KENNY MacAskill - the minister who refused to launch a review of the convictions of miners from the 1984-85 strike - was “instrumental” in winning a landmark legal case during the dispute that was worth £1million to the families of miners, it has emerged.
The SNP justice secretary has rejected calls to use his powers to review the criminal records of nearly 500 miners in Scotland during the bitter dispute over pit closures.
However, former SNP deputy leader Jim Sillars has said that Mr MacAskill did more than “anyone else” in the SNP to help the miners.
Mr Sillars, who worked closely alongside former lawyer Mr MacAskill during the strike, said that the minister won a case against the UK government that stopped the Uk government from withholding social security benefits from miners in Scotland.
Mr MacAskill said any review of the convictions of miners could only take place if individuals contacted the Scottish Criminal Cases Review Commission (SCCRC).
Mr Sillars said that the justice secretary had managed to use his knowledge of the law to successfully ensure strikers received social security benefits in a Scotland-only ruling.
He said: “Not only was Kenny involved in like me and others in supporting the miners, he was instrumental in overturning a rule that mean the striking miners were not entitled to money.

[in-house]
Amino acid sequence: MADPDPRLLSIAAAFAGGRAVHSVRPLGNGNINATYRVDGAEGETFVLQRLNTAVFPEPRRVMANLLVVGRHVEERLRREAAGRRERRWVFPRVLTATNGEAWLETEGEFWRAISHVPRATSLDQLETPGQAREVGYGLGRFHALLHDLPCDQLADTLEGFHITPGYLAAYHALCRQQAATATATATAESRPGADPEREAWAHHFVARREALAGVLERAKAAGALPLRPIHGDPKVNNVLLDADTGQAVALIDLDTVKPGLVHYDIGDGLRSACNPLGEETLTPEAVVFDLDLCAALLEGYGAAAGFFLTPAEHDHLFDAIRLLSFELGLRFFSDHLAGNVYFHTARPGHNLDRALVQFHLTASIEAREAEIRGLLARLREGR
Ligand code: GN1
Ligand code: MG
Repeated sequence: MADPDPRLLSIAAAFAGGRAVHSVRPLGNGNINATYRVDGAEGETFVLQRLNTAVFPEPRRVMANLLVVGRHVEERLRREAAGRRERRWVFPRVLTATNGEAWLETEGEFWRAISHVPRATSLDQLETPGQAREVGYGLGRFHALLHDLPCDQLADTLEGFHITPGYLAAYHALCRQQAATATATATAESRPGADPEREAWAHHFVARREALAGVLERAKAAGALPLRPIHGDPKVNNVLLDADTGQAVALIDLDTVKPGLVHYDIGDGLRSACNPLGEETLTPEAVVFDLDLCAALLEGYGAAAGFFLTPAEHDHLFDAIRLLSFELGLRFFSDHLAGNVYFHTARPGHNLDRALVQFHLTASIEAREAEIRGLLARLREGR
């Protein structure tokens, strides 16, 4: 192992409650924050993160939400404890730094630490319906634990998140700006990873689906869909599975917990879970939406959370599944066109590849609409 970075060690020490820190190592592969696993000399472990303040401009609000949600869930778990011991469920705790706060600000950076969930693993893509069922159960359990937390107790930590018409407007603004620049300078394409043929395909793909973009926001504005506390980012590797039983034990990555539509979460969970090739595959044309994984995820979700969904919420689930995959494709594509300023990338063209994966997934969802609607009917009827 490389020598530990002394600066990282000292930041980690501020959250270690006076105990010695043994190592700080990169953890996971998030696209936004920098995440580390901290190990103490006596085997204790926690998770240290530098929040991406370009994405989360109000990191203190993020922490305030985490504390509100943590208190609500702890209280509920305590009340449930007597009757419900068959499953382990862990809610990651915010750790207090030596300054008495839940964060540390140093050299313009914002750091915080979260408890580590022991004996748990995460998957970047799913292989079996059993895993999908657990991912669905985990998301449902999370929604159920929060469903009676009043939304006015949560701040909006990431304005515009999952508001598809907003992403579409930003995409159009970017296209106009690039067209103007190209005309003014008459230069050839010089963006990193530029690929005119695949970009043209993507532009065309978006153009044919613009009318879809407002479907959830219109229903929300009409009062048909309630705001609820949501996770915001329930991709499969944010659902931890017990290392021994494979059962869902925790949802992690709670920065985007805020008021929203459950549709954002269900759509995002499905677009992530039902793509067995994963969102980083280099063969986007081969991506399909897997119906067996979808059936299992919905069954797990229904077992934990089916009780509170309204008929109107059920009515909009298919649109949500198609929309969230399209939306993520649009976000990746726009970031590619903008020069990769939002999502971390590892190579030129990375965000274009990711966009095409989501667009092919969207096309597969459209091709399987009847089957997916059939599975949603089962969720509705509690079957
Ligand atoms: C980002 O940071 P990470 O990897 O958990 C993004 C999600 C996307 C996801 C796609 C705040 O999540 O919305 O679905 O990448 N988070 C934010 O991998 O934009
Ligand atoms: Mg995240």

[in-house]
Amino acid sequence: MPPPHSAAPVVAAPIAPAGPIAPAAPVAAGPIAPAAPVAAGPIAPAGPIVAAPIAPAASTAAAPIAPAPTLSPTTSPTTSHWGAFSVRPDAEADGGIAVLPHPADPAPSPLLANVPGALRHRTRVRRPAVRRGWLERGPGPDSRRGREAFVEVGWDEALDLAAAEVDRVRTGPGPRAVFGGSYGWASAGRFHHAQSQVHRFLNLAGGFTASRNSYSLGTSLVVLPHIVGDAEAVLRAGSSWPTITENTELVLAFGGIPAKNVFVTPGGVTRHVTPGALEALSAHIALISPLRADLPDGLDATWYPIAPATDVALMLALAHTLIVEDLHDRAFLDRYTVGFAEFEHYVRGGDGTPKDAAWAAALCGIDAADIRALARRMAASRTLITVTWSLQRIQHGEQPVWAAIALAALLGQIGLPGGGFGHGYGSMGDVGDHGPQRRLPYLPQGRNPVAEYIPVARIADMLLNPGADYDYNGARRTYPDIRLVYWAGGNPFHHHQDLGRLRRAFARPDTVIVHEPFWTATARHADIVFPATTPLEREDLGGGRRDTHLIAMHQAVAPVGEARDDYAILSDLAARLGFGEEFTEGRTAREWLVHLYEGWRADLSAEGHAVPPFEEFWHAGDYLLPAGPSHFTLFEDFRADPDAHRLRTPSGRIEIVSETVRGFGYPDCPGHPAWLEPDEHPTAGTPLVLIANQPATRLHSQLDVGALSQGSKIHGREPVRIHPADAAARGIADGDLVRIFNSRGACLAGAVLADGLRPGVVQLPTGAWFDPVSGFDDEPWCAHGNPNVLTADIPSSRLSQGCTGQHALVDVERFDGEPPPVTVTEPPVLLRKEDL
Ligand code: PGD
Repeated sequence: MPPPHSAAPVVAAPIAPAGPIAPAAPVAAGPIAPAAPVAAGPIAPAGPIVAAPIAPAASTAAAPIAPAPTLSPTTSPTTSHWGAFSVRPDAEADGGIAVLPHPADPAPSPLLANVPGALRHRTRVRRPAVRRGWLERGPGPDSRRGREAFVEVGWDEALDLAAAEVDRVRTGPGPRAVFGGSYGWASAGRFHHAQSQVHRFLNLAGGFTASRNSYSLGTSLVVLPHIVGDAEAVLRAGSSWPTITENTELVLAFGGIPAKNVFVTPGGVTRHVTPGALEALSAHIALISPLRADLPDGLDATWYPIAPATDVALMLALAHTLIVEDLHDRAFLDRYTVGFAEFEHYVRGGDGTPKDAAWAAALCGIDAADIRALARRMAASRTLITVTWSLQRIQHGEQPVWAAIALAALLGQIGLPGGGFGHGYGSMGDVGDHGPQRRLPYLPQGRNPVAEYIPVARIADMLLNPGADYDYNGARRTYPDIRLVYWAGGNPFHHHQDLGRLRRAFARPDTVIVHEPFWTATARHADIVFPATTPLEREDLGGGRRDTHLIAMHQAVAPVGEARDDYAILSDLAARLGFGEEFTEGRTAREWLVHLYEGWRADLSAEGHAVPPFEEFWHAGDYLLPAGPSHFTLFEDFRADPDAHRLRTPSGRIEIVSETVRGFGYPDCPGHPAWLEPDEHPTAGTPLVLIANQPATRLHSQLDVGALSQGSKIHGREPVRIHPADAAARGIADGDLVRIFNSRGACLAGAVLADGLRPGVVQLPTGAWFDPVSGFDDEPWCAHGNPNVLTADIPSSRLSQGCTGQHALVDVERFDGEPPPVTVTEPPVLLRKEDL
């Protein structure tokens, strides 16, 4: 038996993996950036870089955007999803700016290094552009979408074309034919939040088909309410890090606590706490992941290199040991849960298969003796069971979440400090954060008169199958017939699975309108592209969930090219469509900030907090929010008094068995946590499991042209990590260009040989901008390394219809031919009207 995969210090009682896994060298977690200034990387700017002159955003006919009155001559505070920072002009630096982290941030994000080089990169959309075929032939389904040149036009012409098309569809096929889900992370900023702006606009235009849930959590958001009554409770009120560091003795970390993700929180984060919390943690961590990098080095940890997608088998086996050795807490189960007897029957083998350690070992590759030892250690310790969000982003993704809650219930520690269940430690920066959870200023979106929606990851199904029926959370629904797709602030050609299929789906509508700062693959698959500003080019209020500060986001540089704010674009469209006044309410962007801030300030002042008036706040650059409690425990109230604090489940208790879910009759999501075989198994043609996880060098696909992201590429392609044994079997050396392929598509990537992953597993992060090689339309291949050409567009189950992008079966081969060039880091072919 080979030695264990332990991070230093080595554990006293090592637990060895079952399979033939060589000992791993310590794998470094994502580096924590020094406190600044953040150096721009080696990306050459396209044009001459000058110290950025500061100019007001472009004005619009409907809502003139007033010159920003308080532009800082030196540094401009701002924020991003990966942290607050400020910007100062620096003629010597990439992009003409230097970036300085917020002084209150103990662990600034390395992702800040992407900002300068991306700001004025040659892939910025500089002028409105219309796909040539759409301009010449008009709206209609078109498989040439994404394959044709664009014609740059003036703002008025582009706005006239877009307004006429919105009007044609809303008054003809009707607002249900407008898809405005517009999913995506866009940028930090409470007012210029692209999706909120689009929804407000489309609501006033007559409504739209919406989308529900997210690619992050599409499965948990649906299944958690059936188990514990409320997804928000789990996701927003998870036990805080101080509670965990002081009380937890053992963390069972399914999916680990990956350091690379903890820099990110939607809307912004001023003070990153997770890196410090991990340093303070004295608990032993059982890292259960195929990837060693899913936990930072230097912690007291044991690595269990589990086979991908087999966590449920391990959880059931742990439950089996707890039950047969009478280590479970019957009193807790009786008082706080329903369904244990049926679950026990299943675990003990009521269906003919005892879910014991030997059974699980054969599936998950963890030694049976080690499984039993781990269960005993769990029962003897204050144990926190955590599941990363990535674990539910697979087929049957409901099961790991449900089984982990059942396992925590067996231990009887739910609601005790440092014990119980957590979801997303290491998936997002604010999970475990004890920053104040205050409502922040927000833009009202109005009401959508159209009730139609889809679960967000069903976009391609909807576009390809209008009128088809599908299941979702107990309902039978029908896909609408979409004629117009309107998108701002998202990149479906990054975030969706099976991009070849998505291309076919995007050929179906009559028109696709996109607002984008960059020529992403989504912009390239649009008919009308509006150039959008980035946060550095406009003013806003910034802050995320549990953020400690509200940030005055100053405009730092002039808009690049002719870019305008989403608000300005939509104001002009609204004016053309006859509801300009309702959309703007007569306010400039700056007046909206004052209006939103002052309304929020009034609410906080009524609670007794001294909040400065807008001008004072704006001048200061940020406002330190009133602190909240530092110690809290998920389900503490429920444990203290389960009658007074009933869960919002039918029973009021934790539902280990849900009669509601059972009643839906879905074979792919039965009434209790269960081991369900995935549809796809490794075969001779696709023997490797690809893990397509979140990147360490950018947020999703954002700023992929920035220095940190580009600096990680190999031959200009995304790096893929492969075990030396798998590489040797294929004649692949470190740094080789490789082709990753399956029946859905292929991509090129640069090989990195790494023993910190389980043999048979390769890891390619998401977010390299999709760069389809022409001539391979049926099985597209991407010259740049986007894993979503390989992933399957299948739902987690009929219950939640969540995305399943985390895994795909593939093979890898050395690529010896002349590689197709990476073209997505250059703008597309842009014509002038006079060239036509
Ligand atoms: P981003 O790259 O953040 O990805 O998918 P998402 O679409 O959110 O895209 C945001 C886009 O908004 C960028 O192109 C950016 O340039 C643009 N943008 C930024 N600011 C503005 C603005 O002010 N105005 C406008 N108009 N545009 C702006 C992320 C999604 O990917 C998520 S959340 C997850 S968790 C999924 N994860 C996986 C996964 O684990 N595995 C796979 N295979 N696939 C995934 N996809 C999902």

“He won a tribunal that meant the miners and their families in Scotland got the cash they were entitled to and it was worth about £1million to them.
“Not only did he play the usual role in supporting the miners, he went further than anyone else by using his knowledge of the law to take a test case that he won.
“The Thatcher government wouldn’t give the miners any benefit, but Kenny found something in Scottish law that said they were entitled to the money. He had a very significant role.”
Labour MSP Neil Findlay criticised Mr MacAskill for failing to review the convictions and said the minister should follow the same principles as he had done in the 1980s.
Mr Findlay said: “Kenny McAskill rightly helped the miners in 1984/85. He is now in a Ministerial role and has the opportunity to do so again.
“As a solicitor working with Miners at that time he will have heard the stories of how innocent people were arrested on bogus or exaggerated grounds - the dogs in the street knew about the police tactics and the political role they were made to undertake on instruction from the Thatcher government.
“This resulted in many innocent men being arrested, jailed and sacked. I hope he will reconsider his approach and instruct a review of these cases - he has the opportunity to help right historic wrongs - now is the time to act.”
Mr Findlay has also sent out a series of questionnaires to former miners, asking them whether they believe that any criminal convictions against them during the strike are unsafe.
The Scottish Parliament has also agreed to hold a debate on the issue on 14 March.
A Scottish government spokesman said: “We recognise the miners’ strike, nearly 30 years ago, was a traumatic experience for the communities involved. “Anyone who considers they have suffered a miscarriage of justice, including miners who were convicted during the miners’ strike, can ask the Scottish Criminal Cases Review Commission to investigate their convictions with a view to a case being referred back to the Appeal Court for a further appeal.”